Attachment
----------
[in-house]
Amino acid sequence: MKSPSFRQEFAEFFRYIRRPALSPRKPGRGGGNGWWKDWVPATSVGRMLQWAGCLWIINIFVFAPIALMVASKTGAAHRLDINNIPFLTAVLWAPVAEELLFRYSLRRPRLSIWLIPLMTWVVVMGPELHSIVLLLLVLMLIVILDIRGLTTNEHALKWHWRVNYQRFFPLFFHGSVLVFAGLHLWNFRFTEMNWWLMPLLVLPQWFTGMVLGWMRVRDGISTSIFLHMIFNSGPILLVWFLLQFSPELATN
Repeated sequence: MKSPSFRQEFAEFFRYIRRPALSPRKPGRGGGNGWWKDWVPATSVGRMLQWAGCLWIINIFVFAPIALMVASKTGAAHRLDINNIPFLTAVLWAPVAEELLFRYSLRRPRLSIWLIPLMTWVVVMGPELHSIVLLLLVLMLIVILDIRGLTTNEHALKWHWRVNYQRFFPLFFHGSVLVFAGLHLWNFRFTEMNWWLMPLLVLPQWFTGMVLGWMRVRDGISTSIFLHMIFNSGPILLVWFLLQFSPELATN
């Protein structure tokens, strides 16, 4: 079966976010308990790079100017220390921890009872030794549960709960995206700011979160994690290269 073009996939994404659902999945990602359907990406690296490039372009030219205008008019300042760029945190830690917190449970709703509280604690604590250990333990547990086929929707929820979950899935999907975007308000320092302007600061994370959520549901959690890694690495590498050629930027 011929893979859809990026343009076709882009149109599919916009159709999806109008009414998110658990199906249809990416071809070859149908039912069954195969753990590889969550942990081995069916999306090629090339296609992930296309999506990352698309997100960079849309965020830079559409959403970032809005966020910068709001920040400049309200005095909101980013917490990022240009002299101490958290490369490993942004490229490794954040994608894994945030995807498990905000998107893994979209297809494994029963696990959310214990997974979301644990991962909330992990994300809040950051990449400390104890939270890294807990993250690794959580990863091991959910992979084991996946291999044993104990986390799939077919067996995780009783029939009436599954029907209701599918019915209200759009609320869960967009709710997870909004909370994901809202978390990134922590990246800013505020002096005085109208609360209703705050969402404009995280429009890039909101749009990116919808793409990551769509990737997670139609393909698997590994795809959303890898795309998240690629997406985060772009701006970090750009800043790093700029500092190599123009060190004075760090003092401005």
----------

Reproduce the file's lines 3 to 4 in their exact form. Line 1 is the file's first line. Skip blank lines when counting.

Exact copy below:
Repeated sequence: MKSPSFRQEFAEFFRYIRRPALSPRKPGRGGGNGWWKDWVPATSVGRMLQWAGCLWIINIFVFAPIALMVASKTGAAHRLDINNIPFLTAVLWAPVAEELLFRYSLRRPRLSIWLIPLMTWVVVMGPELHSIVLLLLVLMLIVILDIRGLTTNEHALKWHWRVNYQRFFPLFFHGSVLVFAGLHLWNFRFTEMNWWLMPLLVLPQWFTGMVLGWMRVRDGISTSIFLHMIFNSGPILLVWFLLQFSPELATN
């Protein structure tokens, strides 16, 4: 079966976010308990790079100017220390921890009872030794549960709960995206700011979160994690290269 073009996939994404659902999945990602359907990406690296490039372009030219205008008019300042760029945190830690917190449970709703509280604690604590250990333990547990086929929707929820979950899935999907975007308000320092302007600061994370959520549901959690890694690495590498050629930027 011929893979859809990026343009076709882009149109599919916009159709999806109008009414998110658990199906249809990416071809070859149908039912069954195969753990590889969550942990081995069916999306090629090339296609992930296309999506990352698309997100960079849309965020830079559409959403970032809005966020910068709001920040400049309200005095909101980013917490990022240009002299101490958290490369490993942004490229490794954040994608894994945030995807498990905000998107893994979209297809494994029963696990959310214990997974979301644990991962909330992990994300809040950051990449400390104890939270890294807990993250690794959580990863091991959910992979084991996946291999044993104990986390799939077919067996995780009783029939009436599954029907209701599918019915209200759009609320869960967009709710997870909004909370994901809202978390990134922590990246800013505020002096005085109208609360209703705050969402404009995280429009890039909101749009990116919808793409990551769509990737997670139609393909698997590994795809959303890898795309998240690629997406985060772009701006970090750009800043790093700029500092190599123009060190004075760090003092401005």